One look at the 238 solar panels that perfectly pattern the sleek race car is enough to stop people in their tracks.
“It’s like Back to the Future,” said one passer-by, outside an alternative fuel vehicle expo in Hollywood on Friday. “First time I’ve seen anything like this.”
But the South Plantation High students, who were showing off their latest solar-powered race car, are used to it. They say most people think it’s a boat. Or a spaceship.
“Does it fly?” some ask.
“No, it drives,” junior Matthew Medosky often clarifies. He’s captain of the engineering club that was the first in the state to race a solar-powered race car back in 2007. Students drove the car from Texas to New York for the Dell-Winston School Solar Car Challenge.
This year, students are hoping to return to a national solar car competition in Texas with a third version of their solar-powered vehicle. Last year, they failed to raise enough money for the trip.
Now they’re going full-throttle with fundraising, redesigning the car’s cockpit and streamlining other parts of the vehicle.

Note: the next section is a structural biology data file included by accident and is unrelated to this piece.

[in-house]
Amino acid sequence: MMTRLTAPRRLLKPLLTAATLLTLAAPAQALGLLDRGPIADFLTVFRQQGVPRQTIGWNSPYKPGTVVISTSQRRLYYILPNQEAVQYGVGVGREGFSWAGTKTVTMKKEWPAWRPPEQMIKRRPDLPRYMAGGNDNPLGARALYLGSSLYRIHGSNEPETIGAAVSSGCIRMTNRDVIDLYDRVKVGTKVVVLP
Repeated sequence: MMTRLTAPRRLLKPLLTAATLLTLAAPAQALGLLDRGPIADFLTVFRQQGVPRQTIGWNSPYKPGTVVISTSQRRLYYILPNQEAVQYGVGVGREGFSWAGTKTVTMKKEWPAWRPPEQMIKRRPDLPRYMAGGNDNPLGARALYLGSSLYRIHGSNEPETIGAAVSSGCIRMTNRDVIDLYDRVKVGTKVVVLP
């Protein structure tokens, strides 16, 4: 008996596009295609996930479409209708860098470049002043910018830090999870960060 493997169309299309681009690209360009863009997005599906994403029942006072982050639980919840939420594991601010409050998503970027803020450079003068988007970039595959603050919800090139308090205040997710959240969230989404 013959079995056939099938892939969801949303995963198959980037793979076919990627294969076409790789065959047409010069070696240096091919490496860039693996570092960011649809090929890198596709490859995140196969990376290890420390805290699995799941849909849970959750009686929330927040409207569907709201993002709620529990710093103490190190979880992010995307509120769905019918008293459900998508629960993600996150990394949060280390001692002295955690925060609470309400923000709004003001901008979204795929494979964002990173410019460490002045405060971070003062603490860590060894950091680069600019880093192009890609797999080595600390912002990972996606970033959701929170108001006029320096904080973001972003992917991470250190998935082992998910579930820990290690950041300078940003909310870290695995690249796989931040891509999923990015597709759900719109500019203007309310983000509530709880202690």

“Every little detail counts,” says junior Andreas Sarris, who spends hours searching for replacement parts for the car. He says even the distance between each solar panel can make a difference in a race.
The 500-pound, one-seater car was first built in 2010 by students in the engineering program and after-school club.
The way it works: sunlight streams into black solar panels that convert photons into usable electricity. That shoots its way to a controller that charges the car’s batteries and eventually powers the motor.
Once powered, it makes a fast beeping sound.
At 18 feet long and six feet wide, the car reaches 58 mph.
“It’s like driving a Cadillac,” said sophomore Robert Faust.
But you can’t listen to the radio and there’s no air conditioning.
“When you have something that weighs as much as two football players and you’re trying to move it down the street using the minimal amount of power, every pound counts,” said Matthew.
The downside? Overcast skies.
“When the sun is 100 percent, we can go forever,” said teacher John Martin.
Students have until the end of the school year to raise another $20,000 for the competition this summer. But they say they’re already pushing the boundaries of solar energy.
“Do you see any other solar cars here? Nope, we’re the only solar car so we’re leading the pack on becoming an alternative energy on mobility,” Matthew said with a smile.
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